Matt Loede Matt Loede has been a part of the Cleveland Sports Media for over 21 years, with experience covering Major League Baseball, National Basketball Association, the National Football League and even high school and college events. He has been a part of the Cleveland Indians coverage since the opening of Jacobs/Progressive Field in 1994, and spent two and a half years covering the team for 92.3 The Fan, and covers them daily for Associated Press Radio. You can follow Matt on Twitter HERE. The Browns today announced that they have waived LB Tanner Vallejo, who appeared in 13 games with one start for the team in 2018.Vallejo totaled 20 tackles and one forced fumble on defense and seven special teams tackles. He was placed on injured reserve with a hamstring injury on December 28th.The Buffalo Bills selected Vallejo in the sixth round of the 2017 NFL Draft, and in May of 2017 inked a four-year, $2.55 million contract.The Bills then waived him on on September 1st of 2018, and the Browns picked him up on waivers the following day. Related TopicsBrownsTanner Vallejo
Dr Patience Mthunzi has been named one of 20 ‘Youngest Power Women in Africa 2012’ by Forbes Magazine. In April last year, Mthunzi was honoured by President Jacob Zuma with the Order of Mapungubwe in Bronze, one of the country’s highest national awards, for her local and international contribution in biophotonics. (Images: CSIR)MEDIA CONTACTS• Tendani Tsedu Media Relations ManagerCSIR+27 12 841 3417RELATED ARTICLES• Digital drum boosts computer literacy • Hi-tech solution to fix roads • Engineering improves healthcare • Green light for titanium powder pilot Wilma den HartighA South African scientist has been named one of 20 ‘Youngest Power Women in Africa 2012’ by Forbes Magazine. These are women – all under the age of 45 – who are bringing about positive change on the continent by influencing African business, technology, science, policy and media.Dr Patience Mthunzi, a scientist at the Council for Scientific and Industrial Research (CSIR), was recognised for her pioneering work in the area of biophotonics, a field of science that enables microscopic study of biological molecules, cells and tissue using laser.Mthunzi is one of only three South Africans to be listed in the magazine – the other two are both prominent figures in the media industry.She heard about the listing late in December last year, and she says making it onto the prestigious list was completely unexpected. “I feel so honoured and humbled for being one of the three South Africans to have made it onto this list,” she says.Mthunzi is fast gaining an international reputation for her work, and she says although she doesn’t work for accolades, the recognition inspires and motivates her to do more.In April last year, she was honoured by President Jacob Zuma with the Order of Mapungubwe in Bronze, one of the country’s highest national awards, for her local and international contribution in biophotonics. This order is awarded to South African citizens for excellence and exceptional achievement.She is South Africa’s only senior scientist for the biophotonics research group within the CSIR National Laser Centre, and she is also the first biophotonics PhD graduate in South Africa.As she was unable to study biophotonics at a local university, Mthunzi became the first South African PhD student at the School of Physics and Astronomy of the University of St Andrews in Scotland.Developing innovative testing devicesBiophotonics is an emerging area of science in South Africa. Mthunzi explains that it is a versatile, multi-disciplinary field that can be applied to find solutions for challenges in areas such as medicine, agriculture, environmental and life sciences.Research conducted under the umbrella of biophotonics involves disciplines such as physics, biology, medicine and engineering.Part of Mthunzi’s job description is to come up with novel ideas, and that is what she loves most about her work.She’s leading a project to determine possible medical applications using laser technology. “The field has applications for any disease,” she says.She is developing an HIV testing device that makes use of lasers to test blood samples.The device will be particularly useful in remote areas of the country and could change the way HIV testing is done. “Often people in rural areas have to walk long distances to clinics to get tested,” she says. “By the time they get there, it is too late to draw blood and send it with a courier to be tested at a laboratory elsewhere.”Mthunzi explains that the testing tool would be based on site at a clinic. She would like to design the device in such a way that it doesn’t require a medical professional to operate it.“It will be possible to get results immediately and will be easy to use, even by volunteer staff who receive some training,” she says.She is also working on introducing DNA and genes into stem cells and finding applications for lasers in the treatment of cancer. “Our cancer research is looking into ways to separate cancerous and non-cancerous cells,” she says.A hybrid scientistMthunzi’s interest in the field developed when she joined the CSIR’s Laser Centre in 2004, as a biochemist. “I didn’t even know what a laser was,” she recalls. “I was encouraged to do a PhD in laser physics, and I found the field very exciting.”She’s always had an interest in various branches of science such as medicine, physics and natural sciences and even zoology. “I see science in everything,” she says.With biophotonics, she can experiment in all these areas, but Mthunzi says the country needs researchers who are experienced in multiple disciplines.“If I only knew biology, I would be limited in what I can do and come up with,” she says.“Some people call me a hybrid because my undergraduate qualification and my Master’s are in biology, followed by a PhD in physics, but I see myself as just a scientist.”Her peers in laser research are mostly physicists and from that perspective her biology background is somewhat unusual. “But it has equipped me perfectly for the job,” she says.Growing biophotonics and science in SAMthunzi set up a fully functioning biophotonics laboratory at the CSIR and the facility is closely integrated with nearby optical laboratories on the council’s campus in Pretoria. The laboratories are within walking distance of each other, which makes research work much easier.She says South Africa needs more scientists and she enjoys promoting the field. She belongs to the South African Young Academy of Science, an organisation that contributes towards the development of scientific capacity and awareness in South Africa and promotes science at all levels of education.What she would like to see is a greater interest in biophotonics in the country. Mthunzi hopes that in the future biophotonics will become an established discipline locally and be taught as a degree.She says young people also need mentors to inspire them because that’s what helped her achieve her goals.“What helped me as a child is being surrounded by good mentors,” she says. “My aunt was my mentor. She was such a guru. I wanted to be just like her.” The aunt was a teacher and the first person in her family to obtain a Master’s degree.Other South Africans on the listTwo other South African women, both prominent figures in the media industry, were also recognised by Forbes Magazine.Yolanda Sangweni is a senior editor at ESSENCE.com, one of the leading publications for black women in the US. She is also the co-founder of AfriPOP!, an online magazine that focuses on contemporary African youth culture, music, fashion and film from an Afropolitan perspective.Journalist, broadcaster and author Redi Tlhabi is the producer of a documentary on the former South African president Thabo Mbeki. She is also a columnist for the Sunday Times newspaper and author of Endings and Beginnings: A Story of Healing, a book based on her childhood experiences. Tlhabi is the host of a new talk show on Al Jazeera English television channel that will focus on politics, culture, music, health and science.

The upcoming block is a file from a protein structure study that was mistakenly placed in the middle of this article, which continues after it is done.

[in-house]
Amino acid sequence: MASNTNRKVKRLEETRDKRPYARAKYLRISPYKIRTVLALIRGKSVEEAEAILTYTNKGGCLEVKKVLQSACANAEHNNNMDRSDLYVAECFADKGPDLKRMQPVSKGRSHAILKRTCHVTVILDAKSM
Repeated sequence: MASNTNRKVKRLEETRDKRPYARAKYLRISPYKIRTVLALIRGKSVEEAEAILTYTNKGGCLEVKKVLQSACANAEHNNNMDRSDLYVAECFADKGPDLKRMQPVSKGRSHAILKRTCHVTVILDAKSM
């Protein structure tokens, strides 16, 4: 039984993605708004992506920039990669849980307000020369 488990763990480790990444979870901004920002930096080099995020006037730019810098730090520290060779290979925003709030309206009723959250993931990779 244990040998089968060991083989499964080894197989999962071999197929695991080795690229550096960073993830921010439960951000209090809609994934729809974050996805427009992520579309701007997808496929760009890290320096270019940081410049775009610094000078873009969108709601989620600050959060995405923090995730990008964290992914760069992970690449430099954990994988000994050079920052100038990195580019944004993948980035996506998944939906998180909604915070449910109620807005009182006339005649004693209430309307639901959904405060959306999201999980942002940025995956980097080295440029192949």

The Good NewsMalware is less of a threat: According to Forrester, mobile OSes provide a smaller attack surface, and malicious applications can do less damage. The examples of mobile malware we’ve seen so far have been pretty low-risk. There will be mobile malware – not even Apple’s screening policies will keep malware from slipping through the cracks – but it will be less frequent and less severe than Windows malware outbreaks.SMS can be used for two-factor authentication: Forrester notes that unlike PCs, which have only one network pathway into and out of a device (TCP/IP), most post-PC devices can use two-factor authentication via SMS. Security costs less: Forrester estimates that the average PC needs $400 worth of aftermarket security software and services over three years. End-point security suites, disk encryption, compliance auditing, etc. can really rack up a big bill. Forrester expects the sort of “all-in-one” security provided by device management vendors to keep the cost of securing post-PC devices down.The Bad NewsPortable devices are easier to lose or stealYou might not be able to control software deployment Particularly when dealing with employee-owned devices, you may not be able to lock-down post-PC software deployment the way you could in the past. Even if you can restrict access to downloads, you may still be depending on third parties such as the App Store to deploy approved software.Support is a lot more complicated: Plain and simple: the different types of devices you have, the more complicated support gets. (I feel for the corporate help desk staff of the future.)PC and Post-PC device management convergence is still years away: There are quite a few mobile device management vendors, but Forrester says we’re still years away from a unified PC and Post-PC device management convergence.There are legal uncertainties about data ownership: According to the report, “questions of data ownership, data protection responsibilities, and privacy boundaries on both personally owned and (surprisingly) corporate devices are anything but settled.”Forrester’s RecommendationsBuild an information control strategy for your devices.Let device capabilities, not brands, drive support decisions.Build a multidevice management capability. (See also Top 10 Most Important Features for Enterprise Smartphone Management Solutions.)Merge security and mobile operations management.Set up a company app store. (JackBe is offering the tools to do this already)Ignore security vendor hype. “Instead, use mDm tools to manage the real risks: user-installed apps that are overprivileged or overshare — not malware,” says the report.Use thin-clients like Citrix Receiver to limit exposure. Reducing the amount of data on these devices reduces the risks associated with having them lost or stolen. Using mobile web apps instead of native apps may help too. Massive Non-Desk Workforce is an Opportunity fo… Related Posts klint finley Cognitive Automation is the Immediate Future of… Tags:#enterprise#mobile IT + Project Management: A Love Affair 3 Areas of Your Business that Need Tech Now It’s happening: a shift to a post-PC era. Forrester defines a post-PC device as one with a screen, processor, memory, and storage but “in a lesser way than PCs.” Examples include iPads, smart phones and e-readers such as the Kindle. In a new report, Forrester predict that this will be the year that post-PC devices eclipse PCs in the enterprise. There are a number of factors driving this, including pressure from executives who want to use the latest devices. Regardless, it’s a shift that’s happening: more and more enterprises are embracing these devices.